wrote in 1929, “and we had life long before we had business.”[2]

KWOLEK-FOLLAND, BRIDGE-BUILDER

Kwolek-Folland knows how to listen to women’s voices. She has designed the

synthesis to disrupt disciplinary boundaries that have kept women in separate

spheres a nd men the only players in a male-dominated business game.

Given that “Women have always been in business in America (p.1),”

Kwolek-Folland has defined her central challenge as one of “incorporation”:

how to bring “others,” particularly women of different

classes, races and ethnicities into American business history and how to bring

business into American women’s history.

Incorporation has the ring of a conservative project of integration. Cynical

feminists well-versed in the history of British legal traditions might well

hesitate. After all, English civil law recognized the man and wife as one,

but came to define the “one” as “male.” Who is incorporated into what? Who are

the “gatekeepers” of the incorporation process? What are the terms of

incorporation? And what are the results of the incorporation process, both

for those incorporated and for the incorporating body as a whole?

Kwolek-Folland does not ally with feminist theorists determined to tear down

business institutions in order to clear the playing field of businessmen.

Nor is she a neo-progressive reformer nipping at the heels of Charles and Mary

Beard. She is an artist in tone, style, and temperament, using conservative

colors to cover radical aims.

Double entendres bedevil the incorporation process. Incorporation is testily

political, both a form and process, interacting to constrain and liberate women

unevenly and unequally over time. Power is interpreted as direct authority and

indirect influence. Both the terms and outcome of the incorporation process

are contingent, dependent in part upon how societies regard and value “others”,

as reflected by women’s changing legal status and business activities.

Incorporation involves struggles over the meaning and significance of business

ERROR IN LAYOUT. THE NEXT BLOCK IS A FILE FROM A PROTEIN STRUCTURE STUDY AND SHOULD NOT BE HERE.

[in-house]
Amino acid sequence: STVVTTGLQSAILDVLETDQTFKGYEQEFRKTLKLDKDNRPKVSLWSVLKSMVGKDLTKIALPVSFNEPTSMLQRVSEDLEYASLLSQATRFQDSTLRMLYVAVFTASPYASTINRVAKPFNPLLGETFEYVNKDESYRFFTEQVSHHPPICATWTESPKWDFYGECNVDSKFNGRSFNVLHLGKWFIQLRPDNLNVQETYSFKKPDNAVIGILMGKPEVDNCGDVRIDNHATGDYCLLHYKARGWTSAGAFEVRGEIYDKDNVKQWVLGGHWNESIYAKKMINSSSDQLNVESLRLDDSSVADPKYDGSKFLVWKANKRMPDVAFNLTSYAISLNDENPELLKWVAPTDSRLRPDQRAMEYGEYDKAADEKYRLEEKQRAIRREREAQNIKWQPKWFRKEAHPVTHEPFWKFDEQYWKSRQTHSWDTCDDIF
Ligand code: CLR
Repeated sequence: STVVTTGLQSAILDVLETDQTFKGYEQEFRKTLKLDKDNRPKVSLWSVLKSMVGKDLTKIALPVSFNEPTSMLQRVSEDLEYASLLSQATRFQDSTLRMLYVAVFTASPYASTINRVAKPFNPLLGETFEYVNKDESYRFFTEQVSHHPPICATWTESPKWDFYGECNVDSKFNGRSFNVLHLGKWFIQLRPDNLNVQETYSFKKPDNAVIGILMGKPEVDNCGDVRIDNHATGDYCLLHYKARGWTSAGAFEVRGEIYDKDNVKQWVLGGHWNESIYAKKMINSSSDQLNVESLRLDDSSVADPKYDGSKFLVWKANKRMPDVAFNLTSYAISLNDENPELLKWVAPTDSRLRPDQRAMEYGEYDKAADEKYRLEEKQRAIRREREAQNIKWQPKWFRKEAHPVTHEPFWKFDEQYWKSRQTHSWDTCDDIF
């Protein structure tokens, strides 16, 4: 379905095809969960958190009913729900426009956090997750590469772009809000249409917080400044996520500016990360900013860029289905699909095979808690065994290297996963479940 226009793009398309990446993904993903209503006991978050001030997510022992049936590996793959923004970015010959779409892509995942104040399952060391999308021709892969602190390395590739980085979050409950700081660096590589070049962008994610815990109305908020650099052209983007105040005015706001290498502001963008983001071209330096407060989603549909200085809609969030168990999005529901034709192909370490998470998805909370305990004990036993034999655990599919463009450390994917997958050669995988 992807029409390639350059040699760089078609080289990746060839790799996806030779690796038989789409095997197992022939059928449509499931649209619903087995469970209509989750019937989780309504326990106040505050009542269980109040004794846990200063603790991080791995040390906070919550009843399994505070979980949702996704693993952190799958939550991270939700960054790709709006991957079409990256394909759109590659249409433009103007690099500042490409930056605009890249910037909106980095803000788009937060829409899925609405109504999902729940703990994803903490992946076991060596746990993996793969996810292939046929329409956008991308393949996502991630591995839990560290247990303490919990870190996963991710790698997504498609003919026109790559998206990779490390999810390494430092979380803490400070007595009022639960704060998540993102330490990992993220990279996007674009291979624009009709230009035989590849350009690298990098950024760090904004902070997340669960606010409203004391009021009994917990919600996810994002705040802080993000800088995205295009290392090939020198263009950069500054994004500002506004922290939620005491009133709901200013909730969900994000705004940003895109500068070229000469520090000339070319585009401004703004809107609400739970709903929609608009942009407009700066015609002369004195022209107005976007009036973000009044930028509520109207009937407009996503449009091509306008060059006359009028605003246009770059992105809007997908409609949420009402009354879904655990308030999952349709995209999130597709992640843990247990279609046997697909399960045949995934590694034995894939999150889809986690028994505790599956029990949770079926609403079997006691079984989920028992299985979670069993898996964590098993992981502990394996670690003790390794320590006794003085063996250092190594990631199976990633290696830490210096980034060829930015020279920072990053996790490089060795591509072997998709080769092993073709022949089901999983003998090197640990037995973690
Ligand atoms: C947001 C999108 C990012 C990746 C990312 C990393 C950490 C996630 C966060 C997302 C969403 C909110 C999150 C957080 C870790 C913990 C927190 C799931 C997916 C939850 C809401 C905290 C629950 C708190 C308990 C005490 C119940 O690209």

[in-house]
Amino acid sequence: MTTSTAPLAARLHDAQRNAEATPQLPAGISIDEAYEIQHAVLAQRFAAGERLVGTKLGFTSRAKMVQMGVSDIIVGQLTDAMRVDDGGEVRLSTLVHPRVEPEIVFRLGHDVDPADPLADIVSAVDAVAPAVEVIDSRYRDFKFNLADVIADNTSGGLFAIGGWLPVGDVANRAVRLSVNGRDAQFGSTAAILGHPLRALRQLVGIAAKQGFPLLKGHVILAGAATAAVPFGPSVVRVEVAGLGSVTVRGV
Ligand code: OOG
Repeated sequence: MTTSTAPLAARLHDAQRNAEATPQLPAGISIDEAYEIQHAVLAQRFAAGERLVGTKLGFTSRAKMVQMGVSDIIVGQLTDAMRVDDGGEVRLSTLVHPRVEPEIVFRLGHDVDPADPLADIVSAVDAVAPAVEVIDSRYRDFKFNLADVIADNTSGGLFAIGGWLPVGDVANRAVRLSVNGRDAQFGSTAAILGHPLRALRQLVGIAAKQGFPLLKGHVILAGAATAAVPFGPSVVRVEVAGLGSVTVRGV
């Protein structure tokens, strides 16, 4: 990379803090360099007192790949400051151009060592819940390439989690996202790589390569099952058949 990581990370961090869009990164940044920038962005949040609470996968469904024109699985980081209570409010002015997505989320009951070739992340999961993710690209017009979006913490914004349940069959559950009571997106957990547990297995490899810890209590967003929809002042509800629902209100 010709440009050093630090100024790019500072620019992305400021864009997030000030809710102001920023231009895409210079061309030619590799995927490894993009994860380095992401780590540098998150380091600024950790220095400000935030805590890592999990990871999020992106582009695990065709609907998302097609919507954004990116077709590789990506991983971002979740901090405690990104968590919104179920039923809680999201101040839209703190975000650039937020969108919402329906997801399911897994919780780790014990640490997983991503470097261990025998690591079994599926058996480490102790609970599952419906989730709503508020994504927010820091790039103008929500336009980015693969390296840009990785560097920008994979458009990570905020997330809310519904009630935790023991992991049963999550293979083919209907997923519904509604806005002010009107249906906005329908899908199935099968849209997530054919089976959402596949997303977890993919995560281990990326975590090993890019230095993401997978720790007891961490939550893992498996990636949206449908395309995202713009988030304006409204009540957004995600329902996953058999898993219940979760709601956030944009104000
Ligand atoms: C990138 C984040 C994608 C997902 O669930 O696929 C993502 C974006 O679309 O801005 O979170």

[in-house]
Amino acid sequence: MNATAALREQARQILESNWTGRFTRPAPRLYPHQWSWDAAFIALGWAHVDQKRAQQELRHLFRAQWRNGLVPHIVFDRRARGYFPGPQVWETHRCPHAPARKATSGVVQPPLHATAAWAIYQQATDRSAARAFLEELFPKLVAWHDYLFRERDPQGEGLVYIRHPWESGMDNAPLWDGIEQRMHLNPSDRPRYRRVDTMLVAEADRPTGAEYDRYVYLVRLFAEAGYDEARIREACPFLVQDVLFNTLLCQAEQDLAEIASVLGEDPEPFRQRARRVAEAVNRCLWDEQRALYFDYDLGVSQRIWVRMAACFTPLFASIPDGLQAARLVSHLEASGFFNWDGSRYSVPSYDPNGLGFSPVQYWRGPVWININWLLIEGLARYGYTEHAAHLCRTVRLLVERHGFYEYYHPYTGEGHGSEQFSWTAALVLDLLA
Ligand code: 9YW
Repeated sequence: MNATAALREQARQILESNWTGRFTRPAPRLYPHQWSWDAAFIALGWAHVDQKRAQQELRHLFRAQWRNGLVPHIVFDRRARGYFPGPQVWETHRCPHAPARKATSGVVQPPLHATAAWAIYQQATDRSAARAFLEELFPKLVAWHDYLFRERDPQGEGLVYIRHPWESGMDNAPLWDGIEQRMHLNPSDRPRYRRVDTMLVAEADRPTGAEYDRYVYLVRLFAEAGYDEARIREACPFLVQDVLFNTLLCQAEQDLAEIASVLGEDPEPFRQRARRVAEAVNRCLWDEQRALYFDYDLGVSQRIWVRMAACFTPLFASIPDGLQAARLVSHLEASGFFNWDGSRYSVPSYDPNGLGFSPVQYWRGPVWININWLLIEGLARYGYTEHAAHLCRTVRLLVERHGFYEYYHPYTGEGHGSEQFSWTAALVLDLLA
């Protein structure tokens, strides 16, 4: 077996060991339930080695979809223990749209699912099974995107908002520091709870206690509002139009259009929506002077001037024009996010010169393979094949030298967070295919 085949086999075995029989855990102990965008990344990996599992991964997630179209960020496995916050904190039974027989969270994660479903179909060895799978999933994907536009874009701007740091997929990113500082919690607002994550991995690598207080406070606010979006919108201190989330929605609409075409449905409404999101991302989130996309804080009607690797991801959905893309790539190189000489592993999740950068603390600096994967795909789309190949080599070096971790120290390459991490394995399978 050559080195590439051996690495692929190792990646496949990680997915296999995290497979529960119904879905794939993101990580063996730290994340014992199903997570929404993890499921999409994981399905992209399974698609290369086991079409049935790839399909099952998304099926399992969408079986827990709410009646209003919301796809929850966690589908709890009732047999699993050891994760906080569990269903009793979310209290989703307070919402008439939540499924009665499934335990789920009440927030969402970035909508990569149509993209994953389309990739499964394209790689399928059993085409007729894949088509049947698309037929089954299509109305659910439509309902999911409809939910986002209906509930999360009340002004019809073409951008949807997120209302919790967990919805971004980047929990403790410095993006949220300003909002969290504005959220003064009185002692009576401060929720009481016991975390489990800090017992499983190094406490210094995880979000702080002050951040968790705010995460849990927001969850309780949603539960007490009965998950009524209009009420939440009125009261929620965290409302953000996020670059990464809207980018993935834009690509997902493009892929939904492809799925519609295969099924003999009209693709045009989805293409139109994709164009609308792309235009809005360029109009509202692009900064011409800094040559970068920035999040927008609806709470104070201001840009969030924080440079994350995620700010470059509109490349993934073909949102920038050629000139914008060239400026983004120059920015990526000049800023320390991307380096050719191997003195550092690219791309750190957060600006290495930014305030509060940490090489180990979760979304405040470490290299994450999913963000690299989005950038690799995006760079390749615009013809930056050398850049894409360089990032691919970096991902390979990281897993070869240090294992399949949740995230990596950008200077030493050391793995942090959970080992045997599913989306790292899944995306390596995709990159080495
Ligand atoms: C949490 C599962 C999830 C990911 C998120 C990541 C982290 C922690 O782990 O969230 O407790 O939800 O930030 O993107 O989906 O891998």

and its associated concepts of profit, risk,

entrepreneurship, and success. Kwolek-Folland defines business expansively as:

“engaging in economic activity in a market to seek profit and assuming the

financial responsibility for that activity.” (p.5). Profit is

often embedded in non-economic goals; risk is defined as much in personal and

familial as in monetary terms; entrepreneurship is defined broadly as “new”

areas of economic activity; success is linked to women’s emancipation and

autonomy.

To incorporate

women into the history of business Kwolek-Folland uses analytical tools derived

from political and women’s history. Social categories of race, gender,

ethnicity and class order human experiences along a continuum of differences

that reveal the dynamics of

power embedded in business activities and institutions. Kwolek-Folland regards

these social categories as a “force,” and more than occasionally, as an

“irrational force” which shapes “how businesses approach markets, make hiring

choices,

and create organizational forms.” (p.8). Women’s political struggles both

spearhead and reflect changes in business activities and structures,

shifting the meaning and influence of business in women’s lives.

Business is incorporated into women’s history through inequities and

asymmetries of power associated with different business structures and economic

activities and roles. Business organizations reinforce differences between men

and women and other women. Business imparts new meaning and significance to

these categories by serving as fickle emancipator of women’s roles and

conscious conservator of woman’s place. It bridges the divide that has

separated women’s private and public lives.

Underlying Kwolek-Folland’s assumptions about the importance of social

categories to the understanding and meaning of business is a reformer’s vision

of a

more equitable and just business system, one where gender differences are not

unequally valued, where social condition does not constrain business

opportunity, where a male standard is not synonymous with

a universal standard, and where men and women have equal chances to exploit

business opportunities. To liberate business from the shackles of a

male-dominated business history and to emancipate women from a private world of

love and ritual, she crafts a single, all-encompassing narrative to bestow

public and historical legitimacy on businesswomen.

SURVEYING THE SURVEY

The survey situates women within a chronological framework that evolves

primarily out of economic and business history. Except for the middle of the

twentieth century, when government policies take center stage, the

periodization scheme is based upon major changes in the nature and dynamics of

liberal, market-oriented capitalism, beginning with a pre-industrial period

and advancing jerkily with successive industrial revolutions across the

nineteenth and twentieth centuries. Women enter economic and business history

indirectly by way of their business activities and relationships with other

women and men in business and the larger society, as members of families, of